Last Friday, I went to a conference about youth employment. It was the results conference of the Joint Programme on Alternatives to Migration: Decent Jobs for Filipino Youth. This was part of a bigger effort to create jobs in the countryside and thus reduce poverty, which is one of the Millennium Development Goals (now under review). The Programme was financed by the Spanish overseas development agency, and the pilot project covered four of the poorest provinces in the country: Maguindanao, Agusan del Norte, Masbate, and Antique. (The events of three years ago were not far from the minds of the participants that day, and during a moment of silence held in the morning, one delegate from the Maguindanao group teared up.)
It was an interesting time for me to meet some of the key people both in government and in the private sector who were responsible for this initiative. It was clear that they wanted this to go nationwide, given the results it has produced.
But while the problems and contexts faced by the Philippines are particular to it, Matthieu Cognac, regional youth employment specialist for the International Labour Organization (one of the oldest multilateral organizations around) told some of the media that afternoon that this is not a peculiar thing, not even to the developed world. “It’s not just a developing world problem; it’s also a developed world problem. Spain has 53% youth unemployment,” Cognac said. It was key that best practices were shared across the board, so he hopes people would make use of this resources site on youth employment which features articles, podcasts, and other documents on best practices and concerns that could be shared on an international level.
What intrigued me most about this conference was that its program was produced in cooperation with a theater company of some note here. While part of what I may consider the theatrical establishment, it is still a not-for-profit organization and it deals with issues similar to those in the rest of the community. To date, one of its most popular productions has dealt with the issue of overseas employment, so it was natural that they were invited to help organize an event in the hopes that what was learned and shared could help make, as the President put it, overseas employment an option, not a necessity.
Later that day I visited the former Fort Bonifacio. You can read my news story on what I noted there over the weekend, but I will note a few things I did not mention in the story:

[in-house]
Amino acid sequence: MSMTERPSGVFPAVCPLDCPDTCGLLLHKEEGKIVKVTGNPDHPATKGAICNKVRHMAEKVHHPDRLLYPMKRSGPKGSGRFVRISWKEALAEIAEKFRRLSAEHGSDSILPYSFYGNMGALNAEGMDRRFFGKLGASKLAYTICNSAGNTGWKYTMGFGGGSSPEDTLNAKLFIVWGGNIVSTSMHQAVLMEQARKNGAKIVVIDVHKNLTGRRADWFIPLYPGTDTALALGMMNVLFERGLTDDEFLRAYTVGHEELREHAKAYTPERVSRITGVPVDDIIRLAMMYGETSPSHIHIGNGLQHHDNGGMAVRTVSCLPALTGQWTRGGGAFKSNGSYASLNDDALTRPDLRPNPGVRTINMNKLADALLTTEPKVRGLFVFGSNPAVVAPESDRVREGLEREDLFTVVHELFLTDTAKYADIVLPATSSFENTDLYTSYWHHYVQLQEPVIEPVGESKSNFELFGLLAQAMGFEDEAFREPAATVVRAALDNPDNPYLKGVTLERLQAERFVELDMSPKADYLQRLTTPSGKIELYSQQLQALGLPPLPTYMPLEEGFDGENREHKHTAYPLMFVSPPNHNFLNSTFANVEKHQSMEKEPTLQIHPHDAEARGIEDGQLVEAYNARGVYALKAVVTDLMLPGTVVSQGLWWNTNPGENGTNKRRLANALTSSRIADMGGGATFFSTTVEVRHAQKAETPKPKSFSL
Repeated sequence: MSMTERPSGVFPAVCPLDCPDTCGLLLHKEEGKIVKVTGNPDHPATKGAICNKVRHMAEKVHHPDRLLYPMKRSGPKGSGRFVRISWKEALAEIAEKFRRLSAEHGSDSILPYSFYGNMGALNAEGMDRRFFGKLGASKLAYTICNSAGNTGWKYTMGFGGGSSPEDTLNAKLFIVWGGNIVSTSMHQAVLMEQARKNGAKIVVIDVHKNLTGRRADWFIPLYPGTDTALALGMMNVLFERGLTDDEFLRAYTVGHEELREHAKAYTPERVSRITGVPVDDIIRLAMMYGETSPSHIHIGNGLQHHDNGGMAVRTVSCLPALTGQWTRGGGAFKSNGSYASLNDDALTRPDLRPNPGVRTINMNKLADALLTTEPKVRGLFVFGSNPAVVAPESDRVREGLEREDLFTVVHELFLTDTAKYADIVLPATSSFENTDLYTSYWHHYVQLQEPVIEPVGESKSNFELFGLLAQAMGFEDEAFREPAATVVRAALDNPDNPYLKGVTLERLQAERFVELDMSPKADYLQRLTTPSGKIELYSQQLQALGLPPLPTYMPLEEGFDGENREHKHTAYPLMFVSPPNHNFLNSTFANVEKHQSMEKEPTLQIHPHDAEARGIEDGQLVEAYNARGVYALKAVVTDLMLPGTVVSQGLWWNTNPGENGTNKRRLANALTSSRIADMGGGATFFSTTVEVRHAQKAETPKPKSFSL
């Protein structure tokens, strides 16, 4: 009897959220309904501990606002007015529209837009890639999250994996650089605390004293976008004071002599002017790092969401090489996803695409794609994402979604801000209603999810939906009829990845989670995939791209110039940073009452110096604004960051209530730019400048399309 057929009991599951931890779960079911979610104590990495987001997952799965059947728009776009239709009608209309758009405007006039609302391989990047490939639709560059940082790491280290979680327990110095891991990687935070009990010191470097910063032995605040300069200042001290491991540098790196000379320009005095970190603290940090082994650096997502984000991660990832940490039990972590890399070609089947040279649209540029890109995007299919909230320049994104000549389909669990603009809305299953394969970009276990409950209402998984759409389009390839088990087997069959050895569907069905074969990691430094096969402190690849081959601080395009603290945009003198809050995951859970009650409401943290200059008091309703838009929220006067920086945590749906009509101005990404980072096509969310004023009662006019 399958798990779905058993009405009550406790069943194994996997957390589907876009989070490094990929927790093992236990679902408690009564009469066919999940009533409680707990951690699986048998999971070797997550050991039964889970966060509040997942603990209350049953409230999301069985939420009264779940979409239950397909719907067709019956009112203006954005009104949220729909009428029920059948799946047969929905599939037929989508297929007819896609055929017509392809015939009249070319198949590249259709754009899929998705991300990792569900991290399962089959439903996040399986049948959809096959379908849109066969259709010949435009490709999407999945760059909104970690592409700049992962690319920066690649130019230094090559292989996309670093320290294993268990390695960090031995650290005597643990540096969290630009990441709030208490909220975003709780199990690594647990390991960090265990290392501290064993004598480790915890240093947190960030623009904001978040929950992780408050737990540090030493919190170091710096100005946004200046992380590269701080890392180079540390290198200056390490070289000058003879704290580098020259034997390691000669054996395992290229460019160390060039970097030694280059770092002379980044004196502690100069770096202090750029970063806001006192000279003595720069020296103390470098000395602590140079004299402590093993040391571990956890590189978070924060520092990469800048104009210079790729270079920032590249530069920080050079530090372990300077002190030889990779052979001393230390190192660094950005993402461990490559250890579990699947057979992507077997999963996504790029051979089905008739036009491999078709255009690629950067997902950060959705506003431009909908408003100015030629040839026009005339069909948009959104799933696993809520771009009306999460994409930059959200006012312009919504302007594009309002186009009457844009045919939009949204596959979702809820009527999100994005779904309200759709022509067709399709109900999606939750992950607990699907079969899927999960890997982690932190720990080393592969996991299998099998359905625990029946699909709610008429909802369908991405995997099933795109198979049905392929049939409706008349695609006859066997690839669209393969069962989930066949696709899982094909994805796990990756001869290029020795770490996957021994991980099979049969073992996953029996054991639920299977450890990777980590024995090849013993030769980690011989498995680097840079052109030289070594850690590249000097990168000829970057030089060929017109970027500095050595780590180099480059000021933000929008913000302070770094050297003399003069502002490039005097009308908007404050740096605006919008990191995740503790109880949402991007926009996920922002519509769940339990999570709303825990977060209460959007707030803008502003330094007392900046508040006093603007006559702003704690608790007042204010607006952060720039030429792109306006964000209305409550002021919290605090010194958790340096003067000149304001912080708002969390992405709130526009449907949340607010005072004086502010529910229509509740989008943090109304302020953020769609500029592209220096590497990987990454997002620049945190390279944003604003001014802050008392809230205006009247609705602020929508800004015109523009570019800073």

1. On Saturday night, the throbbing beats of a big music festival could be heard across the district; I was walking among the buildings trying to figure out the source of the noise. It turned out that it was not too far from where I ended up that night.
2. What was most interesting about the Spindependence event I attended was that in a good way, it brought together a lot of people I have met in disparate circles. There were musicians, visual artists, and even a film producer I knew (more on her project below); I even met a friend from my time in the debating community who was part of a capoiera troupe that performed that night.
It was fascinating walking amongst the spinners and hula hoopers (if that’s the right word) and others who were interested or merely curious. And it was a celebration of life, which of course resonated with the theme of that weekend’s events at the former Fort Bonifacio. (Would that next year they have a military parade to remind us of the history of the place.)
Tonight, fellow lovers of music in Metro Manila, you are spoiled for choice. I can think of four big affairs. Okay, maybe three big affairs and one not-quite-so-big ones.
GRRRRL Scout Manila’s latest leg is at B-Side tonight (which is why I gasped when they mentioned this on a radio appearance), and Wolfgang fans will get to enjoy the twentieth anniversary concert–yes, Tet, I’m looking at you–at the Irwin Theater in Ateneo. But I am heading to the Up Dharma Down album launch at One Esplanade (near MOA). Gates open at six, but be there early!
However, my night will end here:
It starts at 9:30 pm. Good luck to me, and safe journeys and lots of fun to all of us tonight!
I’ll write about Ms Jamora tomorrow, as the poster indicates that it is the right occasion to do so.